A LETTER WRITTEN By the FRENCH KING, to the Cardinall Richieleu, occasioned upon a Letter, dated Ian. the 28. being sent him from Pope Vrban the 8. intimating the miserable condition the Catholicks (both in England and Ireland) are like to come into, and upon some late procee­dings of the Parliament in England.

Commanding the said Cardinall to hold, and observe the like strict hand towards the Hugonets, or Protestants, in France.

Whereunto is added the Cardinals answer to his Majesty, and expression of his Zeale in the observation of His commands therein.

Faithfully translated out of the French Copy.

London, Printed for Nath: Butter, March, 18. 1642.

A Copie of a Letter, written by the King of France, unto Cardinall Richellieu, Feb. 19 new stile, wherein he requireth him to consider the contents of the Let­ter sent him unto St. Vincent, by Pope Vr­ban, Ian. 28. 1642. And to give order there­in, according unto the concernment.

Right trusty, and well beloved Couzin, and Counsellour, Wee greet you well:

WEe having received, Feb. 19. from our holy Father, and Vncle Pope Vrban the eight, by the hand of Iacob, by Gods providence, Bishop of Saler­no: his holiness's Nuncio Letters, fa­therly advising us in matters at this time, highly concerning us, & the flourishing prosperity of this our Monarchy: deeply weighing how nearly it concernes us, who have wars abroad to provide for; and maintaine peace, and unity at home: and that the greatest turmoile, and discords that ever arose in our Realme, was occasioned, stirred up, and maintained by those of the Religion, pre­tended [Page 2] reformed, usually called Hugonets: not content to mutinie themselves, (notwithstand­ing al our gracious messages and replies unto them: granting them more then any of our Royall Pre­decessors ever yeelded unto: (but called and ob­tained the actuall aid of our dearest brother of great Brittaine against us: thereby as much as in them lay, labouring the utter dissolution of our long ratified league, and amity: and in liew there­of to bring in, and cherish an irreconciliable hate and discord, betweene us and our dominions: not yet forgetting the both cost and labour, lives and limbs, the reducing of that strong Towne, and Cittadell of Rochell stood us in, before we could have our dues from them; and their duties to us, and our Crowne acknowledged: and that which is not the least of the rest, being certified by our Chamber accounts of Paris, as they, from the se­verall Out-lookers, and Surveyors of Parishes, throughout our whole Realme; how that sect not onely encreaseth, but swarmes, so that it is greatly to be suspected, that (if not their Forts and Castles) yet their number will shortly become formidable: in no wise over slipping the mis-dea­meanour, and out-rages there have lately beene committed in England; to the great discontent, and dammage of our dearest brother, as we have beene not long since to our great griefe informed: albeit his Royall selfe, a Professor, and maintainer of the same Religion with them.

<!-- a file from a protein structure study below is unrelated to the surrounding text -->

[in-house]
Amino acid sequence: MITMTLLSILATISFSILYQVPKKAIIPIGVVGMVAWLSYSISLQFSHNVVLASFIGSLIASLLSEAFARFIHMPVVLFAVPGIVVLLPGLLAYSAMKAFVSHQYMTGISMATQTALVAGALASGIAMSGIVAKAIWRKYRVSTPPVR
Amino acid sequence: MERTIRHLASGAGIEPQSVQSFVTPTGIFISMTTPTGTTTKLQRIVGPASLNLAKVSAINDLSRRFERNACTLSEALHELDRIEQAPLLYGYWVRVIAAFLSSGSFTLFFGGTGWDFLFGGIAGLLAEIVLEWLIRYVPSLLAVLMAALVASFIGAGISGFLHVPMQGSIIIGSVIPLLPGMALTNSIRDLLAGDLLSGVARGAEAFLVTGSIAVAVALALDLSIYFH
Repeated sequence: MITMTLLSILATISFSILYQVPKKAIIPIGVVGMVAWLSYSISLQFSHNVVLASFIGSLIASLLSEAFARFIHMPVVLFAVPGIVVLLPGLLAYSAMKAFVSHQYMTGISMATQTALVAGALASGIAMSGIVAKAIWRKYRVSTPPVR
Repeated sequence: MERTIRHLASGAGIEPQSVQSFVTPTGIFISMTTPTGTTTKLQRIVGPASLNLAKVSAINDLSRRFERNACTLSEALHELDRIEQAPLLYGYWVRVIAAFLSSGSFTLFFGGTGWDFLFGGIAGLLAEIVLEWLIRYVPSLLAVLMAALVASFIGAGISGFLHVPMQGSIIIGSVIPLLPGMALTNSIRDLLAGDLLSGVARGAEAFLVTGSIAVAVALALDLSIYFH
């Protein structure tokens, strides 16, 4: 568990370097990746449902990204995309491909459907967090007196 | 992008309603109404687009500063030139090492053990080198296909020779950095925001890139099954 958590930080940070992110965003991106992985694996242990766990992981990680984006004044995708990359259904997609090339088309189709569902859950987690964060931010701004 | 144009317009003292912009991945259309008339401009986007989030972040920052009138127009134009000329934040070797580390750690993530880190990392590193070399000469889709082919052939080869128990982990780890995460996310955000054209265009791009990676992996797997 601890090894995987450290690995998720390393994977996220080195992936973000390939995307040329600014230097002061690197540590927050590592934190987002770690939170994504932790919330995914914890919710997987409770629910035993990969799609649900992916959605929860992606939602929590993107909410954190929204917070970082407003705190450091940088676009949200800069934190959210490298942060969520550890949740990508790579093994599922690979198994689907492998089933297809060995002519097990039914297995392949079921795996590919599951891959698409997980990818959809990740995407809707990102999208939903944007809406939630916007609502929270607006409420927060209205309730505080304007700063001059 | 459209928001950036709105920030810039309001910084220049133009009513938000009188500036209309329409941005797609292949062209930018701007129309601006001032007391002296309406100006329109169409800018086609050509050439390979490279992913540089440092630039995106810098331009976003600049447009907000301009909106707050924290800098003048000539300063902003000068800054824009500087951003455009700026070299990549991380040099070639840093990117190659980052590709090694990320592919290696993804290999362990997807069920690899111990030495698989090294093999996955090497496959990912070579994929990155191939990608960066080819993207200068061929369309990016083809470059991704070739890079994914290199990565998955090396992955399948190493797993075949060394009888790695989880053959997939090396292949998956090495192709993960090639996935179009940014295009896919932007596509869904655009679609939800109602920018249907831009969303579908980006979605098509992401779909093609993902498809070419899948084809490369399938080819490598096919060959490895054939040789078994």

We justly fearing (as his holinesse provident­ly foreseeth, that had they the same power in our [Page 3] Kingdome, we should undoubtedly be sensible of the same inconveniencie: by reason, that that sect in its very principall, is a Shaker off, and Despiser of all Monarchicall government) doe charge and require you with all diligence possible, as to your wonted approved wisedome, you shall thinke fit­ting, (wee leaving the ordering, remedying, and redressing of this so weighty affaire, wholly unto your tryed, and experienced ablenesse therein, as you will answer the contrary unto his holinesse, as touching obedience, and us in dutie: to put your best endeavours in hand, for the full and plenary satisfaction of his Holinesse and Us, as touching all, and every particulars in the said Letter con­tained: wee have likewise given in charge unto Sir de Boies, the Bearer hereof, most speciall command, farther to acquaint you with our plea­sure in this kind.

Signed LEWIS,
And under De LANTON.

Cardinall Rechillieu's Letter unto the King of France, Feb. 22. wherein he intimateth unto his Majesty, the great care he hath taken in fulfilling the charge, by the same Kings Letter, laid upon him, Feb. 19. about the Popes Letter, written unto the French King, from Rome, Ian. 28. 1641.